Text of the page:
Pulmonary Procedures |

A Case of Type I Postobstructive Pulmonary Edema FREE TO VIEW

Helen McGourty, MBBCh; Shiva Sreenivasan, MBBCh
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Medicine, South West Acute Hospital, Enniskillen, County Fermanagh, United Kingdom

Chest. 2014;146(4_MeetingAbstracts):772A. doi:10.1378/chest.1991150
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SESSION TITLE: Bronchology/Interventional Global Case Reports

SESSION TYPE: Global Case Report

PRESENTED ON: Tuesday, October 28, 2014 at 01:30 PM - 02:30 PM

INTRODUCTION: Postobstructive pulmonary edema (POPE) is an uncommon but important cause of noncardiogenic pulmonary edema, and is categorised as type I (forced inspiration against transient acute upper airway occlusion) and type II (following relief of chronic partial upper airway occlusion).1 We describe a case of type I POPE presenting acutely to Medicine.

CASE PRESENTATION: A 61 ­year ­old gentleman presented with a 2 ­hour history of progressive dyspnea and cough after choking briefly on an antibiotic tablet. His significant past history included radiotherapy 10 years prior for a laryngeal squamous cell carcinoma. Examination revealed hypoxemia, sinus tachycardia, and bilateral lung crackles, and chest radiographic appearances were consistent with acute pulmonary edema (Figure 1). Following supplementary oxygen, nebulised adrenaline, parenteral corticosteroids and broad­ spectrum antibiotics, repeat chest radiography 9 hours later showed marked resolution of his alveolar shadowing. Computed tomographic imaging of the neck and chest showed significant subglottic stenosis (Figure 2). Subsequent magnetic resonance imaging and laryngoscopy revealed that his upper airway narrowing was a radiotherapy complication rather than recurrent malignancy. It is likely that the aspirated tablet had transiently occluded his narrow airway, resulting in type I POPE.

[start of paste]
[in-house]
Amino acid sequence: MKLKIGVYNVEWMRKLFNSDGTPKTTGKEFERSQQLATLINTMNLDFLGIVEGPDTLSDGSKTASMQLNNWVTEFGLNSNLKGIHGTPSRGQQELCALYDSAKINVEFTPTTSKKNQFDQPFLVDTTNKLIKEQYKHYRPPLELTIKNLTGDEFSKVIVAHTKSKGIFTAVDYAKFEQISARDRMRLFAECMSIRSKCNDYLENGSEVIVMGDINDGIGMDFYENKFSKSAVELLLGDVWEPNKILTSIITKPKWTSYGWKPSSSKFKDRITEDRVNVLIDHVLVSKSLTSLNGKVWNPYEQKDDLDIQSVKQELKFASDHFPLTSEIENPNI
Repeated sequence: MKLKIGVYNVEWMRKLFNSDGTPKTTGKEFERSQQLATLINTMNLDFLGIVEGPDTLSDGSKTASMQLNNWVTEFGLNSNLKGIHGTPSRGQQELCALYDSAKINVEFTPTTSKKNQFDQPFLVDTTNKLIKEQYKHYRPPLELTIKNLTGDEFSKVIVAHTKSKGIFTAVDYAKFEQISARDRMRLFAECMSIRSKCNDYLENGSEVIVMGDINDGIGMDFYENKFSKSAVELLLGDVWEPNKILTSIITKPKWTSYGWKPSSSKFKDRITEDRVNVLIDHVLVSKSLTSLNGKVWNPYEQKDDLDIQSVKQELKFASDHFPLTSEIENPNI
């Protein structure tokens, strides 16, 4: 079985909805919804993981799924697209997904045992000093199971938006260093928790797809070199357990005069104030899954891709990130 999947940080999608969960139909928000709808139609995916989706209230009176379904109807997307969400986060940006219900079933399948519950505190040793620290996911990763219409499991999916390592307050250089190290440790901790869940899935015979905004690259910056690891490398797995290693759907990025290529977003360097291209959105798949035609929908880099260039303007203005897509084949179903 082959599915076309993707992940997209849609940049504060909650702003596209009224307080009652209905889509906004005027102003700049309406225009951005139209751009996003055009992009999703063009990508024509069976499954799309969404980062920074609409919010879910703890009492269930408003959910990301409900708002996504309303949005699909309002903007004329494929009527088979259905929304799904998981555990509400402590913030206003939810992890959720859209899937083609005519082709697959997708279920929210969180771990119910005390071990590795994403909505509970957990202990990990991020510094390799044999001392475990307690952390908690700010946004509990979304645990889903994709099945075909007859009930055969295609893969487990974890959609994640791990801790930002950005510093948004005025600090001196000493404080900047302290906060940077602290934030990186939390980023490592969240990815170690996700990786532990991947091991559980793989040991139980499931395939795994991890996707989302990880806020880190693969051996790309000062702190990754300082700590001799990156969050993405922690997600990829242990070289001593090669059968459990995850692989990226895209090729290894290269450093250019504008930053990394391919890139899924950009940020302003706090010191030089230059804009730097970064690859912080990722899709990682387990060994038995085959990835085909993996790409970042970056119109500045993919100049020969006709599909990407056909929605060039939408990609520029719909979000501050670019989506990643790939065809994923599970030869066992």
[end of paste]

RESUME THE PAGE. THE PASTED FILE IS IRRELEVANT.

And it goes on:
DISCUSSION: The differential diagnosis of hyperacute bilateral pulmonary infiltrates is wide, and includes acute respiratory distress syndrome, acute eosinophilic pneumonia, alveolar hemorrhage, chemical pneumonitis and acute pulmonary edema. Type I POPE is more commonly seen by anesthetists in patients with laryngospasm, and rarely presents as an emergency to Medicine. It is important to recognise type I POPE in the appropriate clinical context.

CONCLUSIONS: Type I POPE is a rare but important cause of noncardiogenic pulmonary edema. It should be considered in the differential diagnosis of patients presenting with acute dyspnea following transient upper airway obstruction who have radiographic appearances consistent with pulmonary edema.

Reference #1: Udeshi A, Cantie SM, Pierre E. Postobstructive pulmonary edema. Journal of Critical Care 2010;25:508.e1-508.e5.

DISCLOSURE: The following authors have nothing to disclose: Helen McGourty, Shiva Sreenivasan

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